Lauren R. Stevens: Wiliams: Have snow, hill, will ski on it
WILLIAMSTOWN — Where does a college a bit south of northern New England ski? In Williams' case, a football field, a cemetery, a dairy farm, the Thunderbolt on Mount Greylock, three downhill ski areas, a mountain hollow and a bit north in southern Vermont.
In February of 1915, 10 students held ski and snowshoes dashes on (then) Weston Field, even constructing a 1.5-foot jump. The founding of the Outing Club next year led to the school's first winter sports competition, with Colby, in 1917. With the arrival from Dartmouth in 1919 of Prof. Albert Licklider, the search for a suitable ski site became more frantic. In 1920 it was Williamstown's West Main Street cemetery, where a ski relay was held. In 1934, Williams hired Jim Parker as its first coach for the burgeoning sport of skiing.
Gradually colleges like Middlebury, Dartmouth and the University of New Hampshire began to hold ski competitions, home and away. Call them carnivals. Williams hosted at Sheep Hill, Art and Ella Rosenburg's steep dairy farm on Cold Spring Road. Then the college held the first Eastern downhill competition on the Thunderbolt Trail, which Richard Durrance of Dartmouth won in 2 minutes 48 seconds. Williams' Tom Clements came in a second later, possibly because, although both men fell near the top, Clements paused to search for his glasses.
Depending on the snow cover, Williams ran collegiate races on the Thunderbolt from the late `30s through the early `40s. Compared to the 500-foot drop at Sheep Hill, the Thunderbolt descends 2,175 feet in 1.6 miles. Skiing there paused during World War II and, afterwards, could not compete with ski lifts and snowmaking — until reawakened by backcountry skiing, organized by the Thunderbolt Ski Runners.
Parker returned and guided Williams to a rare victory in its own Winter Carnival, in 1950. Ralph Townsend had skied against Williams for New Hampshire in 1942. He then joined the 10th Mountain Division, fighting in Cimon della Piella, Italy, where he was wounded and told he would never ski again. He upset that prediction by returning to UNH to ski against Williams in 1947 and '49, as well as skiing for the U.S. in the '48 Olympics and in the 1950 International Ski Federation Nordic races.
Within five years of being hired in 1950 he advanced Williams to the NCAA division 1, moved jumping to the Mount Greylock Ski Club's wooden tower in Goodell Hollow and the cross country to Savoy Mountain State Forest. In 1960 he persuaded the college to acquire land on Berlin Mountain for Alpine events, including a 25-meter practice jump and a 45-meter competition jump. The site was named for him, although soon to be abandoned. This was the era of Williams' greatest all-around skier, Dave Rikert who, as all skiers did through the `60s, competed in both Alpine and Nordic events. Townsend retired in 1972.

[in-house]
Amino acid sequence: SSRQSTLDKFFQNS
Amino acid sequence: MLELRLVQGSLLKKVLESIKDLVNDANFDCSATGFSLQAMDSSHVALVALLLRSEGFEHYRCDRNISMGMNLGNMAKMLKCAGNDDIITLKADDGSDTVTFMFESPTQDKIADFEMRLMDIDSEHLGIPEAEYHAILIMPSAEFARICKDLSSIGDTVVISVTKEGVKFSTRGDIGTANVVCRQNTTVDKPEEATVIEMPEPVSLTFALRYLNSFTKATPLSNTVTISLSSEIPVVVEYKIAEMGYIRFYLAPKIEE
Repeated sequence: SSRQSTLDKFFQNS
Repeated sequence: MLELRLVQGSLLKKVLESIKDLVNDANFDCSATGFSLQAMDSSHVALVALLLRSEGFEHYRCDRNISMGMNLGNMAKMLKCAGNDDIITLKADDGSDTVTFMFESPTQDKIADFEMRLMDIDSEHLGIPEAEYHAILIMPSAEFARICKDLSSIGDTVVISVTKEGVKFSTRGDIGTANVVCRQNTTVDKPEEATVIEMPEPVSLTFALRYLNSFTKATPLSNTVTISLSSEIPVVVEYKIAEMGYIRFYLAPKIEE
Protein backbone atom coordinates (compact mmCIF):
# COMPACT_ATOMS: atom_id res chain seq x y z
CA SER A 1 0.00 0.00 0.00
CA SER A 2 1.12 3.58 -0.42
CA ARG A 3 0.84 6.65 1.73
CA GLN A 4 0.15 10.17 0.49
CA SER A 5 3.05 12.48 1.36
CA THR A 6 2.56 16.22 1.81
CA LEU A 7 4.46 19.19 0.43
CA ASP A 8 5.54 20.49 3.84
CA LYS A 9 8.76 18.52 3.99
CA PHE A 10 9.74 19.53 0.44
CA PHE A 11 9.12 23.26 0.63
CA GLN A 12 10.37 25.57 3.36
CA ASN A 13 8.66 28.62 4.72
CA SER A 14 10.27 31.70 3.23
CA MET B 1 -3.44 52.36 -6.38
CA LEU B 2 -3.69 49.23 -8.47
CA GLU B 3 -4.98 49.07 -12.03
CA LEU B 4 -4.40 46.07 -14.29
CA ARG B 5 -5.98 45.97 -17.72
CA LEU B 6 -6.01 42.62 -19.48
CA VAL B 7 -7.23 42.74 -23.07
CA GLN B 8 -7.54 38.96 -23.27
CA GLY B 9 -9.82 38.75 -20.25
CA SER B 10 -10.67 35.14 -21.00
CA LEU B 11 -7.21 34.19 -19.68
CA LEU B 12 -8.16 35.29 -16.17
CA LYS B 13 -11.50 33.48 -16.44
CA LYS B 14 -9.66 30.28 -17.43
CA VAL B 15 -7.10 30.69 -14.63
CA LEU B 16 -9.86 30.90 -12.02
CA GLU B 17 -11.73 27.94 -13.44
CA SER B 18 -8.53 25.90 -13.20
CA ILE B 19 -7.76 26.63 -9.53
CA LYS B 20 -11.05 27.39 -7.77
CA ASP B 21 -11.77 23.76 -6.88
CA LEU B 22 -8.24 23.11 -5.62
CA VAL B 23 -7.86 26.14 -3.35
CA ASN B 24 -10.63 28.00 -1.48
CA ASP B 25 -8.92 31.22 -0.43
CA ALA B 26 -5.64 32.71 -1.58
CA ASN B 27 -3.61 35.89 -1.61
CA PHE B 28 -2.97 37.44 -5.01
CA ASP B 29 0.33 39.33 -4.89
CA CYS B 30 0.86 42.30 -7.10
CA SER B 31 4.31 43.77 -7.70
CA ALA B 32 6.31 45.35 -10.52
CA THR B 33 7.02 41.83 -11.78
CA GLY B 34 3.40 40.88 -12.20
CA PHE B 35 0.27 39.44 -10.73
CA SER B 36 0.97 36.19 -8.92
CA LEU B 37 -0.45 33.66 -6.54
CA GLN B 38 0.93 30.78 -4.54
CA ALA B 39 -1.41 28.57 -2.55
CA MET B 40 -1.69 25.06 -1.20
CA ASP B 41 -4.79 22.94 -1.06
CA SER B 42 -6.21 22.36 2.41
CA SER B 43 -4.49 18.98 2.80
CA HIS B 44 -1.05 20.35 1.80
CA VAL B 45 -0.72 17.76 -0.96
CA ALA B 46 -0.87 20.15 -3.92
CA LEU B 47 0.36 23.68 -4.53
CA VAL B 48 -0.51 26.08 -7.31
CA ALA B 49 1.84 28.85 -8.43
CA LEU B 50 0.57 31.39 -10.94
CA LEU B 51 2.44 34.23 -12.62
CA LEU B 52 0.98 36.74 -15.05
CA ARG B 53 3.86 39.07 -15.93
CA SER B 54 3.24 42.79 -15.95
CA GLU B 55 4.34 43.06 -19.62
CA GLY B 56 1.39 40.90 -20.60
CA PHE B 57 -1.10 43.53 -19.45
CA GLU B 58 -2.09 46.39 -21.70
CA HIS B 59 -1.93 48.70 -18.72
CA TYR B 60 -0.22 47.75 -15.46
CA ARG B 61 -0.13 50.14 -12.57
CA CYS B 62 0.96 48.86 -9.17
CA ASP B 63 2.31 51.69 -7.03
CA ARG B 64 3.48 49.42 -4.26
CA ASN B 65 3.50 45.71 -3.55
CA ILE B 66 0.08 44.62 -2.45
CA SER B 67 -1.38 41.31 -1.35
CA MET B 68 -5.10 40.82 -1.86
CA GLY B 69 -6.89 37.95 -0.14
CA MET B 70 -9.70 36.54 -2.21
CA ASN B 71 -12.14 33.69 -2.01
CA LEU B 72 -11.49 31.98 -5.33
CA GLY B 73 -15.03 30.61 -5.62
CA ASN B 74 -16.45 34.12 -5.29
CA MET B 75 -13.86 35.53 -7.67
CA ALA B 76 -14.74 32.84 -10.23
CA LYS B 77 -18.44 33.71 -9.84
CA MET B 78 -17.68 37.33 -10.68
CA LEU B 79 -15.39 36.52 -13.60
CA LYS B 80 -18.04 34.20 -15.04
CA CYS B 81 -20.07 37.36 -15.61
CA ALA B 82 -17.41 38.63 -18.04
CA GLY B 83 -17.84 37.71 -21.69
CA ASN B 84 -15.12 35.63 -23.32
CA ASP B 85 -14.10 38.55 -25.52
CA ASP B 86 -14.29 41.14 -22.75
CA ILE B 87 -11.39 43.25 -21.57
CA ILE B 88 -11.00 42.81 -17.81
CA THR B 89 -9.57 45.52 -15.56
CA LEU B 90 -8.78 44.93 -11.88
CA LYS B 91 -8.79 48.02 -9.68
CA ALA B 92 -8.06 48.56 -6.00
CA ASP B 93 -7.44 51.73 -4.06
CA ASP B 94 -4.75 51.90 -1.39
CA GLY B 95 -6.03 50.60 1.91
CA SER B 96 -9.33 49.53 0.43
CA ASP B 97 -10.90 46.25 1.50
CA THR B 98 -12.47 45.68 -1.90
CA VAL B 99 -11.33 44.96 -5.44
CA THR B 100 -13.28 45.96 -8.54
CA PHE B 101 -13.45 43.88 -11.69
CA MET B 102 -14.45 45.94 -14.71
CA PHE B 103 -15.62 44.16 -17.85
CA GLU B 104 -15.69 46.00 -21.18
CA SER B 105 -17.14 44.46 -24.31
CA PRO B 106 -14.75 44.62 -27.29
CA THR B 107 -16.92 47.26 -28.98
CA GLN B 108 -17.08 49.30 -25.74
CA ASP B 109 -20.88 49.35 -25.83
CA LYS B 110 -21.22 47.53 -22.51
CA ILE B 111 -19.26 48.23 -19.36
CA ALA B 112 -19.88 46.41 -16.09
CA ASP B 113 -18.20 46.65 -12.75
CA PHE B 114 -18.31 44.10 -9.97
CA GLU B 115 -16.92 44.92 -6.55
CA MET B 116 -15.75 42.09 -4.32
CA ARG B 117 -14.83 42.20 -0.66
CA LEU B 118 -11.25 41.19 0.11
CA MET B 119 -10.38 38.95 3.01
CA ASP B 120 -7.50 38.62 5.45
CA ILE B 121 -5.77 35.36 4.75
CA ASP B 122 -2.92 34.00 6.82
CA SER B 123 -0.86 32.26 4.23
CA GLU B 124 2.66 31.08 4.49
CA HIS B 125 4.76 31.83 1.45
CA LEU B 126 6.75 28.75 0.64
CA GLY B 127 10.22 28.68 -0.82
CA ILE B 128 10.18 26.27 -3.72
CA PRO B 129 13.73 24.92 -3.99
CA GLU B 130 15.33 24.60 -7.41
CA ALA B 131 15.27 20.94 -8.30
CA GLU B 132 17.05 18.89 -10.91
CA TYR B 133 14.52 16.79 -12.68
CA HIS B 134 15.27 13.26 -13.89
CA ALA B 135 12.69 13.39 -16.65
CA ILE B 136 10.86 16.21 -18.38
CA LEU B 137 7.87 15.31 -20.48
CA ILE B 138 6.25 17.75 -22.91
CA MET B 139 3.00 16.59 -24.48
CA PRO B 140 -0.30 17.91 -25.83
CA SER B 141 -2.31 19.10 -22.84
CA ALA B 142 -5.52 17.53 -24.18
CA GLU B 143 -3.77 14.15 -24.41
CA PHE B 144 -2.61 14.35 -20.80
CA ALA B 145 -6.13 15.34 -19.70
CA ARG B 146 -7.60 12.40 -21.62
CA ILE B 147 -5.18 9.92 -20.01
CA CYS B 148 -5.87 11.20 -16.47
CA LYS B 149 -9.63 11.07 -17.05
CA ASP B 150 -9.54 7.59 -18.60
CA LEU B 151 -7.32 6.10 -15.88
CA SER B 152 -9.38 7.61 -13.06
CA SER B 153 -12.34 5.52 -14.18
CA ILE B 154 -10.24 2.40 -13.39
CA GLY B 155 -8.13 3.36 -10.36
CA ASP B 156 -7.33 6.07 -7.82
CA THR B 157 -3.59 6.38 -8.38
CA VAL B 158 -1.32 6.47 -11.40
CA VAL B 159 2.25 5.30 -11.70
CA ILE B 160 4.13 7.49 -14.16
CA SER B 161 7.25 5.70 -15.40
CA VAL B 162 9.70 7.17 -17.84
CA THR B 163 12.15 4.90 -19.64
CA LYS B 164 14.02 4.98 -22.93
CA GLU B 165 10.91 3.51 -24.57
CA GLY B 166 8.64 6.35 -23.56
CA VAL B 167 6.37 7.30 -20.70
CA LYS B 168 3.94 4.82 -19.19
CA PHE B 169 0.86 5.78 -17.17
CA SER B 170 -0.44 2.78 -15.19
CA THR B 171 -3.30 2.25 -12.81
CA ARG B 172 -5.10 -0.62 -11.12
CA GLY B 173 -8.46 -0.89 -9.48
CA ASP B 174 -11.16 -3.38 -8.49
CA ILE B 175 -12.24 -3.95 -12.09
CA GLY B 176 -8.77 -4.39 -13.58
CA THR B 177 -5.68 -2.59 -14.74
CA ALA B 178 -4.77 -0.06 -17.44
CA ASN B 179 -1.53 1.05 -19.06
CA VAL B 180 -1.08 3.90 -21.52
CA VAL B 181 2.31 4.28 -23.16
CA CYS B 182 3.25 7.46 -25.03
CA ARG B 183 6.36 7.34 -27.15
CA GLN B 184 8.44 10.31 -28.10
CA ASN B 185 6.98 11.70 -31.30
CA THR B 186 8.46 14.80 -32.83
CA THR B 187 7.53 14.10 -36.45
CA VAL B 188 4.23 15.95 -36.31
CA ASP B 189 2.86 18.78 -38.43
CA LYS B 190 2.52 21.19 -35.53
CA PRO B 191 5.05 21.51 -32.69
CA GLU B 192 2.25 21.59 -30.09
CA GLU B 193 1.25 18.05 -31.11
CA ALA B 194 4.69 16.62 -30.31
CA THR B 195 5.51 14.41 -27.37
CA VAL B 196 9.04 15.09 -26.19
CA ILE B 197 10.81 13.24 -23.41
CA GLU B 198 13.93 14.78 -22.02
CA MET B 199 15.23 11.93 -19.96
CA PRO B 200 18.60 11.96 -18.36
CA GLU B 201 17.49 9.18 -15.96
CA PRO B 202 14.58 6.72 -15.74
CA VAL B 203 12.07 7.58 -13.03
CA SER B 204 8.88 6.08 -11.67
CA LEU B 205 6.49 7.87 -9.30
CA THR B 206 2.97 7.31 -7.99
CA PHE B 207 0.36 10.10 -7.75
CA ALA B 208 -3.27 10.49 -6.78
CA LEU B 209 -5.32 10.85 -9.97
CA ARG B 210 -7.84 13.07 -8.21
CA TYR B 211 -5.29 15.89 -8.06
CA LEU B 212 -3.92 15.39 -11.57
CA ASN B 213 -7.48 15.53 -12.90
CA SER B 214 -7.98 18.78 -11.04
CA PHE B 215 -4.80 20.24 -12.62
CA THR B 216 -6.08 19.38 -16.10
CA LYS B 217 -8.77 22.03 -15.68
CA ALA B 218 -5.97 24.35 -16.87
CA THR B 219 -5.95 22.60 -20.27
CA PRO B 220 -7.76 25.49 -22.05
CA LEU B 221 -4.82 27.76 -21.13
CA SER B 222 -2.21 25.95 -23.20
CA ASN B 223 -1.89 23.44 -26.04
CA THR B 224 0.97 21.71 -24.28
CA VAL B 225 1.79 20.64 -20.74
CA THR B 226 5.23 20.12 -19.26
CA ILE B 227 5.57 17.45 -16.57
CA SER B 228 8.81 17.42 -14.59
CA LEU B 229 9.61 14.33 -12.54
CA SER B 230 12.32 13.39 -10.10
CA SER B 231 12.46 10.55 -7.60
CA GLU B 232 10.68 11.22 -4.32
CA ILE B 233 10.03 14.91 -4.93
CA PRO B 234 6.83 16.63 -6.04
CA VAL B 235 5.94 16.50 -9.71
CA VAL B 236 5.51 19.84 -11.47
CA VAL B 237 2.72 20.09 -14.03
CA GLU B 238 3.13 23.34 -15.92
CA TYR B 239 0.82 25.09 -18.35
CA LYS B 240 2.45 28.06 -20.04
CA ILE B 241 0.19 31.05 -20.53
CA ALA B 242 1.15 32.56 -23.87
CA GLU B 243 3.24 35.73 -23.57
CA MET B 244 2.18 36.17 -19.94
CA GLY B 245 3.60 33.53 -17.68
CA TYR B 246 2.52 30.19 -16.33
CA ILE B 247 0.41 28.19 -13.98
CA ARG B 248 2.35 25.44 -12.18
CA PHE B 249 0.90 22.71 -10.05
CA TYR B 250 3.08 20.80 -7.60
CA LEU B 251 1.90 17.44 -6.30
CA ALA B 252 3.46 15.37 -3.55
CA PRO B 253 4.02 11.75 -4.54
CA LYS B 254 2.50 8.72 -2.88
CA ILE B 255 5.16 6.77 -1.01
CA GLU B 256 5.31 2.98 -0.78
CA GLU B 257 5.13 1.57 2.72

The arrival of women in that year soon led to a Division 1 women's team; in 1983 the NCAA began combining men's and women's scores. In 1980, Alpine and Nordic skiing moved to Brodie Mountain, to take advantage of snowmaking. After Brodie closed in 2002, Alpine moved to Jiminy Peak, while Nordic began to race at Prospect Mountain, in Woodford, Vermont. The NCAA had dropped jumping, as many of the Midwestern teams had no access to jumps.
Williams hosts collegiate competition at Carnival every other year now, 2019 being an off winter, although Carnival events will take place on campus. Alpine skiers train at Jiminy. Last year Bennington and Williamstown residents and Williams alumni formed the Prospect Mountain Association to purchase that ski area and stabilize a location for Williams Nordic skiing, as well as, when required, for Mount Greylock Regional High School and Mount Anthony Union High School. Although Prospect doesn't make snow, yet, its base elevation of 2,250 feet and location in a southern Vermont snow belt provide unusually good snow conditions. Perhaps Williams skiing has found locations to last as long as the snow does.
At least that's how it looks from the White Oaks.
A writer and environmentalist, Lauren R. Stevens is a regular Eagle contributor.
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